ALWAYS READY

By Dave Moyer

 

From the Owasco Chronicles...

Now those of us who had the privilege of wearing the shield on our right sleeve certainly are aware of exactly what the above title truly means. Getting the crew to the point of achieving that lofty goal is usually left in the capable hands of those khaki clad crew members otherwise known as Chiefs and Officers. The rather simple technique utilized was repetitive exercises known as "drills." We had man-overboard drills, fire drills, boat drills, collision drills and above all, general quarter drills. Even though all were important, the latter took on a special significance for any vessel sailing into hostile waters. The Owasco was no exception.

After leaving Hawaii on our way to Guam for refueling the number of GQ drills increased. The entire crew began to understand that our target of two minutes to be "manned and ready" was simply nonnegotiable. The methods used to get the point across ranged from disappointed looks from the Captain (not something you wanted to experience more than a few times,) a strong suggestion or two from your division officer (not something you wanted to experience if you ever expected to see a liberty card,) to an enthusiastic and eloquent royal chewing out by an onion loving Chief Bosun three inches from the tip of your nose (not something you ever wanted to experience again!!!) Chief Bosun's were great motivational speakers.

The GQ drills continued and their numbers increased. Two, three and four or more a day at any time were held. Billets were changed and crew duties shifted slightly in an attempt to fine tune the exercise and speed up the time to accomplish the "manned and ready" status around that elusive "two minute mark." We were improving day by day. Most of the crew realized the importance and the usual grousing subsided as we all tried our damnedest to hit the mark. The day finally came while we were somewhere between Guam and Subic.

It was early evening and I was on the rec deck with most of the off-duty crew watching the same movie for the umpteenth time when the GQ klaxon sounded.

"NOW GENERAL QUARTERS, GENERAL QUARTERS, ALL HANDS MAN YOUR BATTLE STATIONS! THIS IS A DRILL, THIS IS A DRILL! ALL HANDS MAN YOUR BATTLE STATIONS!"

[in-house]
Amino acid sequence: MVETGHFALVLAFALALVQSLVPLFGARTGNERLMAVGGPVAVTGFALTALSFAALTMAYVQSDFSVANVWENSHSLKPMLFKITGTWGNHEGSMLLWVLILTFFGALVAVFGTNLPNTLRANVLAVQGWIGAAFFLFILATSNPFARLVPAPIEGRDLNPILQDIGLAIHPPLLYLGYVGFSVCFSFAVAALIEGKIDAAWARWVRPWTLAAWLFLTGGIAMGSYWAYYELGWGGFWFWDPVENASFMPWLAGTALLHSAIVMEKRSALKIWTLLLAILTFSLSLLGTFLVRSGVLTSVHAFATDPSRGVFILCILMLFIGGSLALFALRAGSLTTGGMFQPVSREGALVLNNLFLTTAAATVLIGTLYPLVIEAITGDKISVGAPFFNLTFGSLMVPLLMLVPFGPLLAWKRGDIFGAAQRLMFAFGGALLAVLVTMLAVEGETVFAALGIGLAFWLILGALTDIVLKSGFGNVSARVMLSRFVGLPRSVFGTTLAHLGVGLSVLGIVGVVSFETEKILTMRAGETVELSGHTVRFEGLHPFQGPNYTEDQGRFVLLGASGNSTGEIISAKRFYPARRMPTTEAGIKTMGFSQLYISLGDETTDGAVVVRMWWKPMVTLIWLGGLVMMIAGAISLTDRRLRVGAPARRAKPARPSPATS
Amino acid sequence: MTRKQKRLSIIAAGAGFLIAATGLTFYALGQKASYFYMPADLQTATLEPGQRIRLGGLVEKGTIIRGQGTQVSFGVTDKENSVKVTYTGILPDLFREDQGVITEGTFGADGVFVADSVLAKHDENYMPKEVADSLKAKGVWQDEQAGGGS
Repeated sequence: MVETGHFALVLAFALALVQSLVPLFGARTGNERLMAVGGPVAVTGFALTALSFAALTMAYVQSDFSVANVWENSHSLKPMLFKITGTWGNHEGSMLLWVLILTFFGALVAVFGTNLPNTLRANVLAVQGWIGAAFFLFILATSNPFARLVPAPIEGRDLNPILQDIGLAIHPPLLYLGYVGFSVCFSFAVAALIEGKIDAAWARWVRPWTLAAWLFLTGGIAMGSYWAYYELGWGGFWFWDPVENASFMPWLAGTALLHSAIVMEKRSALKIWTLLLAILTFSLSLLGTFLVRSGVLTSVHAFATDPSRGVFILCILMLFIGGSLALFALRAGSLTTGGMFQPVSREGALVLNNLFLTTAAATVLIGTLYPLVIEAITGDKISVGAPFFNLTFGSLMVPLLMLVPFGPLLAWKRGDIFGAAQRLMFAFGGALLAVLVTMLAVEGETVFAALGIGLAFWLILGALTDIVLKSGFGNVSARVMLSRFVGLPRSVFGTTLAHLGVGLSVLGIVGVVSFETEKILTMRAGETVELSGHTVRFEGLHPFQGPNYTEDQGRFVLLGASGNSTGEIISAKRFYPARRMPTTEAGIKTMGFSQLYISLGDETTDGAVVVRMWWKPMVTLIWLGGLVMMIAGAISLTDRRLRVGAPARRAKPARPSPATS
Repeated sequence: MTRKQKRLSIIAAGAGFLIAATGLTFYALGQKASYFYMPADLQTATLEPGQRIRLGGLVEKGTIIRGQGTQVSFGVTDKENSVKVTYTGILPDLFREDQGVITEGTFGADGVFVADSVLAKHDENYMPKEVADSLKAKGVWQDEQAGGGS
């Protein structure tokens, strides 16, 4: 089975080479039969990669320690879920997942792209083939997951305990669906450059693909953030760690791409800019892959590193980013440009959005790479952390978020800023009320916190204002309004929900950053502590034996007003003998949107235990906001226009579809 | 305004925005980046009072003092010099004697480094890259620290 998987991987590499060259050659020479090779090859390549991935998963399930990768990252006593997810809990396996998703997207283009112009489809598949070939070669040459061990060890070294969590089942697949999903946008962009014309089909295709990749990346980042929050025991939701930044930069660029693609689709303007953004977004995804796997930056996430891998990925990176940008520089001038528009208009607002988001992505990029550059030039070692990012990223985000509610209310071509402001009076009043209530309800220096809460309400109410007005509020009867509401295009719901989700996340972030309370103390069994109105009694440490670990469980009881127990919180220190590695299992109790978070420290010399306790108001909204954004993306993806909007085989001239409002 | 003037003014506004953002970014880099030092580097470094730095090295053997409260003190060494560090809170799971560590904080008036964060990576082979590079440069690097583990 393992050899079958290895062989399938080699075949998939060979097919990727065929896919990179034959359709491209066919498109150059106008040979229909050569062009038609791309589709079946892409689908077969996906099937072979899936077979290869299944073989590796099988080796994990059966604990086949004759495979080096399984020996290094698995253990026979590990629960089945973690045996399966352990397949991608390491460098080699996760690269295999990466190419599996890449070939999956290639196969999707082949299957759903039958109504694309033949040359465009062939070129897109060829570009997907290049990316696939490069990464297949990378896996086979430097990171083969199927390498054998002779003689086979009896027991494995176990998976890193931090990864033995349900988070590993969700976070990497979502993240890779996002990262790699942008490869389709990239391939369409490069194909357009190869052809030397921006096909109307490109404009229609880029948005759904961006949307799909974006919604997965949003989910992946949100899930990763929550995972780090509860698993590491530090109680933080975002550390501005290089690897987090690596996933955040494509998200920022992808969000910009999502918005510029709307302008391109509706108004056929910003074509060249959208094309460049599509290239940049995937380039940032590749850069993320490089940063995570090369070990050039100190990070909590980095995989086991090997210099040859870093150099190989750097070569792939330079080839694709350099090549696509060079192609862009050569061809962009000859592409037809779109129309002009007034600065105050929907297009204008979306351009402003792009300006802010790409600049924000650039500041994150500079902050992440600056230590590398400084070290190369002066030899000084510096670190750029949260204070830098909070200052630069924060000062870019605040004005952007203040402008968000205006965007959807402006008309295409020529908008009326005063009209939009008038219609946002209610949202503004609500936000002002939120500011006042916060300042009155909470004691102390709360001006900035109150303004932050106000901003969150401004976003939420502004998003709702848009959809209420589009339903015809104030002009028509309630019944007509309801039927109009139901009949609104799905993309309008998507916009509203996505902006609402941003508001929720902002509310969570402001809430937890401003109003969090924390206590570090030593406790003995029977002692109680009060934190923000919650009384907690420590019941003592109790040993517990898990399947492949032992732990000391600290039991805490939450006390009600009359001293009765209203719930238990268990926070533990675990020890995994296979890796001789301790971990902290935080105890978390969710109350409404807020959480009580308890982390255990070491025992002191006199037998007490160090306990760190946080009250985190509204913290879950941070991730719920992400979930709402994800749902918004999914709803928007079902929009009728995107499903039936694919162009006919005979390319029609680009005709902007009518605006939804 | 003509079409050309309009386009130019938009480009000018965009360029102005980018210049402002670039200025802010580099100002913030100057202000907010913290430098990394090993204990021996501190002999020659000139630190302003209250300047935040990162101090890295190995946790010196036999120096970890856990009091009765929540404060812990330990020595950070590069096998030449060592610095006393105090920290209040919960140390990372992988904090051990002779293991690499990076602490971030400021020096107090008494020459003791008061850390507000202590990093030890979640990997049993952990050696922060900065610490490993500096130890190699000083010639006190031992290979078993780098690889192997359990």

A rush of dungaree clad humanity scrambled through the rec deck door and scattered in every direction. Up ladders, down ladders, through hatches all trying to reach their stations, grabbing helmets, flak jackets and sound powered phones in an attempt to be "manned and ready" and make the skipper proud.

I hit my station, the starboard pelorus, snapped my flak jacket, keyed the sound powered phone and reported my status to CIC as I fixed my helmet strap. The identical reports were fast and furious. That's when I looked up to the signal bridge and saw Seaman Bourbeau, the starboard lookout. A quick glance told me that he wasn't on the rec deck watching the movie when the GQ drill sounded. That same quick glance also told me that Seaman Bourbeau definitely took the attempt to hit the "two minute" mark seriously. He was "manned and ready." His flak jacket securely closed, his combat helmet at a rakish tilt and the obligatory pair of 10x50 Bosch and Lombs affixed to his eyes scanning the horizon. Only problem was that all he was wearing was that flak jacket, combat helmet and pair of binoculars. You see, Bourbeau was taking a shower at the time and had a choice, a "training discussion" with Chief Bosun Howse for missing the two minutes or running down into deck berthing and retrieving a pair of boondockers and dungarees. The boondockers and dungarees lost.

The skipper hit the starboard bridge wing just as his yeoman phone talker reported that all stations were manned and ready. The stop watch clicked and a smile stretched across his face. We made it! All his (and our) efforts paid off and listening to him announce our time to the entire ship gave us as much pride as it did him.

As for Seaman Bourbeau......well the Captain was impressed and gave him a "well done" but he did relieve him immediately to lay below and get into the uniform of the day. Good thing we were in the lower latitudes.

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